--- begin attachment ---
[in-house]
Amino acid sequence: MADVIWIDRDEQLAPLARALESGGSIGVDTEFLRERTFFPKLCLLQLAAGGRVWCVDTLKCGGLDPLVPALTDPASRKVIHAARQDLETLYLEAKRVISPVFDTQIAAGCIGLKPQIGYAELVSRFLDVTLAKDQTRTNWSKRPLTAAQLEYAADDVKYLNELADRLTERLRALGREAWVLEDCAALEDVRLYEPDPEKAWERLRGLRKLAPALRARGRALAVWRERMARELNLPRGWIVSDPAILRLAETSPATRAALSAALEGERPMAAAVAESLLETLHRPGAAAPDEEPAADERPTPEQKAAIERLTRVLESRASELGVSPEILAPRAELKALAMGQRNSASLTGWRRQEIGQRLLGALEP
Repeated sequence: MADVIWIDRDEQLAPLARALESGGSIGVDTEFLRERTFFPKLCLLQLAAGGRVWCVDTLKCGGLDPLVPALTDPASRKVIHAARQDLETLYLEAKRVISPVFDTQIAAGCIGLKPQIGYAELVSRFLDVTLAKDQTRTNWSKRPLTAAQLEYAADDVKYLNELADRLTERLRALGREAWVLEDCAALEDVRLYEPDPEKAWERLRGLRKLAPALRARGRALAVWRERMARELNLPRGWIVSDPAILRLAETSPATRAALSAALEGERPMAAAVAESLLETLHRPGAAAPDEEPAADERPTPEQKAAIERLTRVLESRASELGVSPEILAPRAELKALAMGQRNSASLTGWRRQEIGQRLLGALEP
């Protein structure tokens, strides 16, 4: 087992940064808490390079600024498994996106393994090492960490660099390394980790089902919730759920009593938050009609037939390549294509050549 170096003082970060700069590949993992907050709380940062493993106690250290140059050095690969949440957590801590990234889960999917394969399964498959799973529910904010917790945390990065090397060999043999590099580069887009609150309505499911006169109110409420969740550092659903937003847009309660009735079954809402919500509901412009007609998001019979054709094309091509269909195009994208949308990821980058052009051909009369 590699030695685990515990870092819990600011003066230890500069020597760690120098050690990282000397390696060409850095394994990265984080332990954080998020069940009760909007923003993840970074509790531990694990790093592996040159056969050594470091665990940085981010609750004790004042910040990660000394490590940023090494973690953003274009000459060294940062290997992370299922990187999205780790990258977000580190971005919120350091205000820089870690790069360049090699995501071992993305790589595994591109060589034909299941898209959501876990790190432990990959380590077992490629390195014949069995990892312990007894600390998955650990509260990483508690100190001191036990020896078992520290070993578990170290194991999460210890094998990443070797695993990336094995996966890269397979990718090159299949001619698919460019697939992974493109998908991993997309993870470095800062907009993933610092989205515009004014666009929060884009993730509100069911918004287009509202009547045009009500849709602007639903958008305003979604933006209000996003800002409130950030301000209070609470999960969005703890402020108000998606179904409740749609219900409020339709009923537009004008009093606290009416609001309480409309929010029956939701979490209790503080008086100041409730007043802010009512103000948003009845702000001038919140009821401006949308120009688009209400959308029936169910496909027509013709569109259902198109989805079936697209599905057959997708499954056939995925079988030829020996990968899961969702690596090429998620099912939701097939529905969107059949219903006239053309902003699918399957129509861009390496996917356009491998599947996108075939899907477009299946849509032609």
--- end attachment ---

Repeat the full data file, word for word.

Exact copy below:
[in-house]
Amino acid sequence: MADVIWIDRDEQLAPLARALESGGSIGVDTEFLRERTFFPKLCLLQLAAGGRVWCVDTLKCGGLDPLVPALTDPASRKVIHAARQDLETLYLEAKRVISPVFDTQIAAGCIGLKPQIGYAELVSRFLDVTLAKDQTRTNWSKRPLTAAQLEYAADDVKYLNELADRLTERLRALGREAWVLEDCAALEDVRLYEPDPEKAWERLRGLRKLAPALRARGRALAVWRERMARELNLPRGWIVSDPAILRLAETSPATRAALSAALEGERPMAAAVAESLLETLHRPGAAAPDEEPAADERPTPEQKAAIERLTRVLESRASELGVSPEILAPRAELKALAMGQRNSASLTGWRRQEIGQRLLGALEP
Repeated sequence: MADVIWIDRDEQLAPLARALESGGSIGVDTEFLRERTFFPKLCLLQLAAGGRVWCVDTLKCGGLDPLVPALTDPASRKVIHAARQDLETLYLEAKRVISPVFDTQIAAGCIGLKPQIGYAELVSRFLDVTLAKDQTRTNWSKRPLTAAQLEYAADDVKYLNELADRLTERLRALGREAWVLEDCAALEDVRLYEPDPEKAWERLRGLRKLAPALRARGRALAVWRERMARELNLPRGWIVSDPAILRLAETSPATRAALSAALEGERPMAAAVAESLLETLHRPGAAAPDEEPAADERPTPEQKAAIERLTRVLESRASELGVSPEILAPRAELKALAMGQRNSASLTGWRRQEIGQRLLGALEP
């Protein structure tokens, strides 16, 4: 087992940064808490390079600024498994996106393994090492960490660099390394980790089902919730759920009593938050009609037939390549294509050549 170096003082970060700069590949993992907050709380940062493993106690250290140059050095690969949440957590801590990234889960999917394969399964498959799973529910904010917790945390990065090397060999043999590099580069887009609150309505499911006169109110409420969740550092659903937003847009309660009735079954809402919500509901412009007609998001019979054709094309091509269909195009994208949308990821980058052009051909009369 590699030695685990515990870092819990600011003066230890500069020597760690120098050690990282000397390696060409850095394994990265984080332990954080998020069940009760909007923003993840970074509790531990694990790093592996040159056969050594470091665990940085981010609750004790004042910040990660000394490590940023090494973690953003274009000459060294940062290997992370299922990187999205780790990258977000580190971005919120350091205000820089870690790069360049090699995501071992993305790589595994591109060589034909299941898209959501876990790190432990990959380590077992490629390195014949069995990892312990007894600390998955650990509260990483508690100190001191036990020896078992520290070993578990170290194991999460210890094998990443070797695993990336094995996966890269397979990718090159299949001619698919460019697939992974493109998908991993997309993870470095800062907009993933610092989205515009004014666009929060884009993730509100069911918004287009509202009547045009009500849709602007639903958008305003979604933006209000996003800002409130950030301000209070609470999960969005703890402020108000998606179904409740749609219900409020339709009923537009004008009093606290009416609001309480409309929010029956939701979490209790503080008086100041409730007043802010009512103000948003009845702000001038919140009821401006949308120009688009209400959308029936169910496909027509013709569109259902198109989805079936697209599905057959997708499954056939995925079988030829020996990968899961969702690596090429998620099912939701097939529905969107059949219903006239053309902003699918399957129509861009390496996917356009491998599947996108075939899907477009299946849509032609």